Congress has full plate

Congress has full plate

WHEN Congress returns Sept. 8, it faces a host of pressing issues.

For the first time since 2009, all 12 appropriations bills were marked up in their respective committees in both the House and Senate. Under normal order, the next step would be floor consideration by the full House and Senate, then conferencing the bills to work out differences and passing final bills by the end of the fiscal year on Sept. 30.

Instead, Congress will likely pass a short-term continuing resolution (CR) by Sept. 30 to keep the government open but extending current year funding levels. The short-term CR is likely to last about three months, signaling that any final action on new spending bills will not occur until December.

Hope for a "grand bargain" between Democrats and Republicans on final spending levels and raising the debt ceiling. The likely omnibus spending bill could also be a vehicle for other "must-pass" legislation as well as policy riders to offer Congress' intent on different issues.

The House and Senate still need to resolve how to fund the Highway Trust Fund. Congress has until Oct. 29 to pass a long-term highway bill or approve yet another short-term fix.

Agricultural groups still wonder whether the chambers will take action on such hot topics as labeling of genetically modified organisms (GMOs), country-of-origin labeling and expired tax benefits like the Section 179 allowance and biofuel credits.

Earlier this summer, the House passed a bill to create a voluntary national GMO labeling system. There is some new buzz about the GMO labeling bill, which could maybe find its way into must-pass legislation yet this fall.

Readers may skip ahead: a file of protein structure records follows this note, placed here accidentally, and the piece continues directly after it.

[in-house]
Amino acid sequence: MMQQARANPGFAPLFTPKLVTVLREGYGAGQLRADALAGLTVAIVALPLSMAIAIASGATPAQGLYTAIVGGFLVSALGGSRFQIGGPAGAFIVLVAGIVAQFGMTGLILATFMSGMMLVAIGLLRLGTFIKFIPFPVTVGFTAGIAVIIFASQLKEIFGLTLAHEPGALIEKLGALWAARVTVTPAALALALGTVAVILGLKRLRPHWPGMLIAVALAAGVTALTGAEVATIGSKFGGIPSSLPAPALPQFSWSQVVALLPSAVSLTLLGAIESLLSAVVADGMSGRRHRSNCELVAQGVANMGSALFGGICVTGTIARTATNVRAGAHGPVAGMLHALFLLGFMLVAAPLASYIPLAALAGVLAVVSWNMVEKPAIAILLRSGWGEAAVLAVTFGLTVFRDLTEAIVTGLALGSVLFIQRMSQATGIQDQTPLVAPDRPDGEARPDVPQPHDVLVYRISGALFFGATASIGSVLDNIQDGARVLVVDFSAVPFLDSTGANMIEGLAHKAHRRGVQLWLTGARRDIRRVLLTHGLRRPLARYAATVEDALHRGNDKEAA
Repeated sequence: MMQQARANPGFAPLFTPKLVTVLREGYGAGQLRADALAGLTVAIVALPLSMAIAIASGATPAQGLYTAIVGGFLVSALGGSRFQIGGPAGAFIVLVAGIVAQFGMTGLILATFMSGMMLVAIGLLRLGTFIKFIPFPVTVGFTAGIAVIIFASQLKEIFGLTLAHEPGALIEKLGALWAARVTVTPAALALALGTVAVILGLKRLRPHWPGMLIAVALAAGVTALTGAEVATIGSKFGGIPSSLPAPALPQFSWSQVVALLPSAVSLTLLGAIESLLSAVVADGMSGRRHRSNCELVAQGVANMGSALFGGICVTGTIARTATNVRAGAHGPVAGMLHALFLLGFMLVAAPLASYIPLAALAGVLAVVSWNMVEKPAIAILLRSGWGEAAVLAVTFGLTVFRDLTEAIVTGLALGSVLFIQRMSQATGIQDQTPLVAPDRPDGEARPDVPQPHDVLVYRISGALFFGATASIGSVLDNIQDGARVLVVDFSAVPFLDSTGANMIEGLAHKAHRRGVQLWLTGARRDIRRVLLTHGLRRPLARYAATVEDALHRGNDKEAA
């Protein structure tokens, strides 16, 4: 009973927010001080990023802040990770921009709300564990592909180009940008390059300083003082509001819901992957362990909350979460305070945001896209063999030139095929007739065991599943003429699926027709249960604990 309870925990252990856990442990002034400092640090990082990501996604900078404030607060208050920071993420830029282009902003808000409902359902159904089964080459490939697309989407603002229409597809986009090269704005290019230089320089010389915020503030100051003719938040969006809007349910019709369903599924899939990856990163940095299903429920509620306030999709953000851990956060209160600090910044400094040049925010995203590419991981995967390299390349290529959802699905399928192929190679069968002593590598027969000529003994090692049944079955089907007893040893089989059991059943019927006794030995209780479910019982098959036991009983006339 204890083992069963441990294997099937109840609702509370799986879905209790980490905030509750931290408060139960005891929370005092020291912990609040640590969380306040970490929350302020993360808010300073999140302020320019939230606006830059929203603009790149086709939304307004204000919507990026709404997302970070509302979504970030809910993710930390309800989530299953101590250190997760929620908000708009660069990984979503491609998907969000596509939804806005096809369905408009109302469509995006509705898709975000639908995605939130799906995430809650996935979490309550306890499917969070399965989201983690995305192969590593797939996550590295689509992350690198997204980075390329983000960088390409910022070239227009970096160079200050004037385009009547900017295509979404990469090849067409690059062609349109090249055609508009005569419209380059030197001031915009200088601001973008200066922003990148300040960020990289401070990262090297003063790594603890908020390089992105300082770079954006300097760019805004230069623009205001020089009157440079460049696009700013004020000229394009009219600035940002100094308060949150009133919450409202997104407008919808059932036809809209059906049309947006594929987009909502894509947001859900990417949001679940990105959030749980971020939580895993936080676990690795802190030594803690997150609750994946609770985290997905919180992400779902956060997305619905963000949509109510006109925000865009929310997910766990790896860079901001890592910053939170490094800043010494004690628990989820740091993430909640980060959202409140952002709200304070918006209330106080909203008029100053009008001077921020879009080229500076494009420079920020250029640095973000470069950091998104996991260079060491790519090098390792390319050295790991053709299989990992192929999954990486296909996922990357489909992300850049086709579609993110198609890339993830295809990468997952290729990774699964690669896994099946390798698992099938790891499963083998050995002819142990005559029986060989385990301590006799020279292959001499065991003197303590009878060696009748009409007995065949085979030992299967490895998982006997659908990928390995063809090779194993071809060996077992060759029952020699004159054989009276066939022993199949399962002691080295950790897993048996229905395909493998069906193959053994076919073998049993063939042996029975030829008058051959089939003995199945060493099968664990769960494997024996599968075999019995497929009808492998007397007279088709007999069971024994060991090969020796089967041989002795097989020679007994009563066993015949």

There's also hope that the Senate will take up a bill to halt the Environmental Protection Agency from moving forward with its waters of the U.S. rule. The House passed its version this summer.

The House Agriculture Committee advanced three major reauthorization bills needed by the end of September: mandatory livestock reporting, the Grain Standards Act and the Commodity Futures Trading Commission. The Senate passed its Grain Standards Act bill out of committee but has not taken up the other two reauthorization bills.

Congress revisits the child nutrition program legislation roughly every five years in a single omnibus, which is set to expire on Sept. 30. The Senate Agriculture Committee has a markup date set for Sept. 17, but no word yet from the House Education & Workforce Committee on its markup date. Expect a short-term extension there as well.

Volume:87 Issue:33

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